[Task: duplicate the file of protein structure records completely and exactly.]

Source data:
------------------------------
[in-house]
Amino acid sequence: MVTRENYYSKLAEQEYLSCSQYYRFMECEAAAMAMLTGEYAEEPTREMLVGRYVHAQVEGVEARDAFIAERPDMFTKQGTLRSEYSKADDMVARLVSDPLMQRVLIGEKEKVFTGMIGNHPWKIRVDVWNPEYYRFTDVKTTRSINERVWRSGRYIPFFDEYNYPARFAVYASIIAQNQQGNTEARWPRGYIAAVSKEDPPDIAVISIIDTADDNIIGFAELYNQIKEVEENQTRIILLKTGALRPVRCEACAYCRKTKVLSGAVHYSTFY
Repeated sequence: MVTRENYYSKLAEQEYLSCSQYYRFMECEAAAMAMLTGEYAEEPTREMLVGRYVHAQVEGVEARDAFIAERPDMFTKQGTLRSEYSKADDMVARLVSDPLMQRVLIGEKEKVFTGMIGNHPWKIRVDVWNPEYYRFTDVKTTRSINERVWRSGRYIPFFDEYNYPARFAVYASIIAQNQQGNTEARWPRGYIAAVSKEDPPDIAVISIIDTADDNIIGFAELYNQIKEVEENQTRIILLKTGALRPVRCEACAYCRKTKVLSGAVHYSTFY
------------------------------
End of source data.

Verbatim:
[in-house]
Amino acid sequence: MVTRENYYSKLAEQEYLSCSQYYRFMECEAAAMAMLTGEYAEEPTREMLVGRYVHAQVEGVEARDAFIAERPDMFTKQGTLRSEYSKADDMVARLVSDPLMQRVLIGEKEKVFTGMIGNHPWKIRVDVWNPEYYRFTDVKTTRSINERVWRSGRYIPFFDEYNYPARFAVYASIIAQNQQGNTEARWPRGYIAAVSKEDPPDIAVISIIDTADDNIIGFAELYNQIKEVEENQTRIILLKTGALRPVRCEACAYCRKTKVLSGAVHYSTFY
Repeated sequence: MVTRENYYSKLAEQEYLSCSQYYRFMECEAAAMAMLTGEYAEEPTREMLVGRYVHAQVEGVEARDAFIAERPDMFTKQGTLRSEYSKADDMVARLVSDPLMQRVLIGEKEKVFTGMIGNHPWKIRVDVWNPEYYRFTDVKTTRSINERVWRSGRYIPFFDEYNYPARFAVYASIIAQNQQGNTEARWPRGYIAAVSKEDPPDIAVISIIDTADDNIIGFAELYNQIKEVEENQTRIILLKTGALRPVRCEACAYCRKTKVLSGAVHYSTFY